William Carleton

William Carleton

Donaghmore Historical Society in County Tyrone concluded its season of talks in The Heritage Centre on Monday, 8th April, when Michael Fisher gave an illustrated talk entitled, “From Prillisk to Beechmount: a Tyrone man’s journey to Dublin: the story of William Carleton.” Born and reared as a Catholic in the Clogher Valley , where his father was a small farmer, Carleton has never had the recognition he deserves, either in his native area or in the ranks of Irish novelists. He spent most of his adult life in Dublin , where his works were written, including the famous “Traits and Stories of the Irish Peasantry,” the first such significant stories to be published in the English language in Ireland and Britain . When he settled in the capital city, he came under the influence of a Protestant clergyman, who persuaded him to change his religion in order to gain a living as a writer. His stories describe the society he grew up in, which often featured sectarian confrontation between orange and green factions, such as “The Party Fight and Funeral.”

Michael Fisher Talk

Michael Fisher Talk

Michael Fisher is Director of the William Carleton Society’s international summer school. A freelance journalist, he retired from RTÉ. News in Belfast in September 2010, having joined the broadcaster in Dublin in 1979. He is a former BBC. News trainee in London and worked in Birmingham as a local radio reporter. A native of Dublin , Michael has family connections with County Tyrone as well as County Monaghan . He is a graduate of UCD. and QUB., where he completed an MA. in Irish Studies in 2001, including a dissertation on The Big House in Counties Fermanagh and Monaghan. He was introduced to the works of Carleton during his time as a student at University College in Dublin by one of his lecturers on Anglo-Irish literature, Maurice Harmon, who is now a patron of the William Carleton Society.

Michael FisherTalk

Michael FisherTalk

Those who remember Michael’s soft modulated, dulcet tones from his days on our television screens will have a chance to see and hear him in person in The Heritage Centre on Monday night at 8 o’clock, when he will be telling the story of a County Tyrone writer, who, surprisingly enough, is virtually unknown in this part of the county.

Carleton's Cottage, Springtown

Carleton’s Cottage, Springtown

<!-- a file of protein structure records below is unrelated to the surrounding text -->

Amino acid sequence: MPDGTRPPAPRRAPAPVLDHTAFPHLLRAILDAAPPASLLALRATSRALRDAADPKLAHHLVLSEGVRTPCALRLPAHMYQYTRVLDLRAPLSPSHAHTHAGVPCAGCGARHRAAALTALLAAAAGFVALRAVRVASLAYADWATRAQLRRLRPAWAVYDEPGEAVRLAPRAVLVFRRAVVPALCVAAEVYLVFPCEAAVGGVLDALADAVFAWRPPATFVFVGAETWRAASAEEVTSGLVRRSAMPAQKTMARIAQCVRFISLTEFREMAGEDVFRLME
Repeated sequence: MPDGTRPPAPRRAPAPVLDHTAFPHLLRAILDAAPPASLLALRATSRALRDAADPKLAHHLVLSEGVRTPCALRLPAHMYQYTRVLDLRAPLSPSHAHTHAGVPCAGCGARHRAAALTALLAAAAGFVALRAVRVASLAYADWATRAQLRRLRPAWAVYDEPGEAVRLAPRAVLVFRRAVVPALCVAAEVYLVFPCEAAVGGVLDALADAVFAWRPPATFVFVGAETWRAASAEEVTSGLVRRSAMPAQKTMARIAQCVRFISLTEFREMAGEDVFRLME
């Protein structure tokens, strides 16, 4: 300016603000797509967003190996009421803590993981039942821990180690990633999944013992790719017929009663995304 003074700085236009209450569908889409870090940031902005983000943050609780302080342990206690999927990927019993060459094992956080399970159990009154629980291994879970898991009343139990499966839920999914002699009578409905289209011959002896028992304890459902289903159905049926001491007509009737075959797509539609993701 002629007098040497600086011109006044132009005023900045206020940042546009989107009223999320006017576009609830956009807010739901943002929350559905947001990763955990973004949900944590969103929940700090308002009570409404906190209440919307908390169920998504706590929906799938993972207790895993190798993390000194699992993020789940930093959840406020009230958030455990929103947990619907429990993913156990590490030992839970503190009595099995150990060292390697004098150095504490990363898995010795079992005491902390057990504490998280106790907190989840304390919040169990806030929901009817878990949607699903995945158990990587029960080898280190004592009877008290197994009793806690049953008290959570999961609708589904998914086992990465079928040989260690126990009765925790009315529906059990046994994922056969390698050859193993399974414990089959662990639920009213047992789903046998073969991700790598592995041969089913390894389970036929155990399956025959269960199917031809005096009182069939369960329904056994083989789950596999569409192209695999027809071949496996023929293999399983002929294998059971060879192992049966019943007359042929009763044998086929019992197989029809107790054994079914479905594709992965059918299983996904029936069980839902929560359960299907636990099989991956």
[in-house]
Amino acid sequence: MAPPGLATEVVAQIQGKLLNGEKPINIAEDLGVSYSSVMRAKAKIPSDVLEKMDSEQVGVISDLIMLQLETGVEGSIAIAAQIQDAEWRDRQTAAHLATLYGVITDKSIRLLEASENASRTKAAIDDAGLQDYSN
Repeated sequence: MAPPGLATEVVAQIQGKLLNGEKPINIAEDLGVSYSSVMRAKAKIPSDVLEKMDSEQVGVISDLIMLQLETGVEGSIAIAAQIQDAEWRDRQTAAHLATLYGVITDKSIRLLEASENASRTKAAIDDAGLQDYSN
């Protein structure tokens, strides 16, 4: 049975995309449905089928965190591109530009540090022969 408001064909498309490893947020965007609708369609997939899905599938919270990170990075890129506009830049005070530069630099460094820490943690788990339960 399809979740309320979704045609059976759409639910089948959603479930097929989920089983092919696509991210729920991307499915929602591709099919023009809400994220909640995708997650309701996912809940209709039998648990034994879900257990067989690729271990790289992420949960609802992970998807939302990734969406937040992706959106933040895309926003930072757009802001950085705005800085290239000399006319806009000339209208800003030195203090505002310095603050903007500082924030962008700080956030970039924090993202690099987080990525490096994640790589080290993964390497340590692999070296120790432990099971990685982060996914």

William Carleton                    1794 – 1869

William Carleton was born the youngest of a family of 14 children in the townland of Prolusk (‘Prillisk’ in his autobiography) near Clogher in Co.Tyrone, on Shrove Tuesday, 20th February,1794. Although there is little suggestion that the Carletons were upwardly mobile, they did move house frequently within the Clogher area and were established at the townland of Springtown when William left the family home. Carleton obtained his education at local hedge schools which he was to write about, fictionalising the pedagogue Pat Frayne as the redoubtable Mat Cavanagh. From other retrospections of his home district, we learn of Carleton’s delight in his father’s skill as a seanachie and the sweetness of his mother’s voice as she sang the traditional airs of Ireland; of his early romances- especially with Anne Duffy, daughter of the local miller; of Carleton the athlete, accomplishing a ‘Leap’ over a river, the site of which is still pointed out; of the boisterous open air dancing. Initially an aspirant o the priesthood, Carleton embarked in 1814 on an excursion as a ‘poor scholar’ but, following a disturbing dream, returned to his somewhat leisurely life in the Clogher Valley before leaving home permanently in 1817. Journeying via Louth, Kildare and Mullingar, he found work as a teacher, librarian and,  eventually, as a clerk in the Church of Ireland Sunday School Office in Dublin. In 1820, he married Jane Anderson who bore him several children. By 1825, Carleton. who had left the Roman Catholic Church for the Anglican Church of Ireland, met a maverick Church of Ireland cleric, Caesar Otway, who encouraged him to put his already recognised journalistic talents to such prosletysing purposes as satirising the attitudes reflected in pilgrimages to ‘St Patrick’s Purgatory’ at Lough Derg, a totemic site in Irish Catholicism. Further writings in the Christian Examiner & Church of lreland Magazine led in 1829 and 1833 to the publication of what is arguably Carleton’s best known work: Traits and Stories of the Irish Peasantry. In these stories Carleton returned imaginatively to the Clogher Valley, drawing on comedy, farce, melodrama and tragedy to present a tableau of the life of the country people of the north of Ireland before the famines of the 1840s altered their pattern of existence for ever. Carleton went on to respond to the challenge of the novel, in his tirne a comparatively undeveloped genre amongst Irish writers, and published Fardorougha the Miser (1839), Valentine McClutchy (1845), The Black Prophet (1847), The Emigrants of Aghadarra (1848), The Tithe Proctor (1849), The Squanders of Castle Squander (1852). In these works he addresses many of the issues affecting the Ireland of his day such as the influence of the Established Church and landlordism, poverty, famine and emigration but does so with an earnestness that regrettably often caused his more creative genius to be swamped in a heavy didacticism. Carleton continued to write in a variety of forms, including verse, until his death in 1869, but critics are agreed that the quality of the work is uneven. Despite his prolific output, Carleton never really made a living from his writings and welcomed the pension voted to him by the government following the advocacy of such contrasting figures as the Ulster Presbyterian leader, Dr Henry Cooke, and Paul Cardinal Cullen, Catholic Archbishop of Dublin. His last project, uncompleted when he died, was his Autobiography, which was re-issued through the efforts of the Summer School Committee in 1996. Carleton was buried in the cemetery at Mount Jerome in Dublin and over his grave a miniature obelisk records the place “wherein rest the remains of one whose memory needs neither graven stone nor sculptured marble to preserve it from oblivion”.           (Summer School handbook 1998)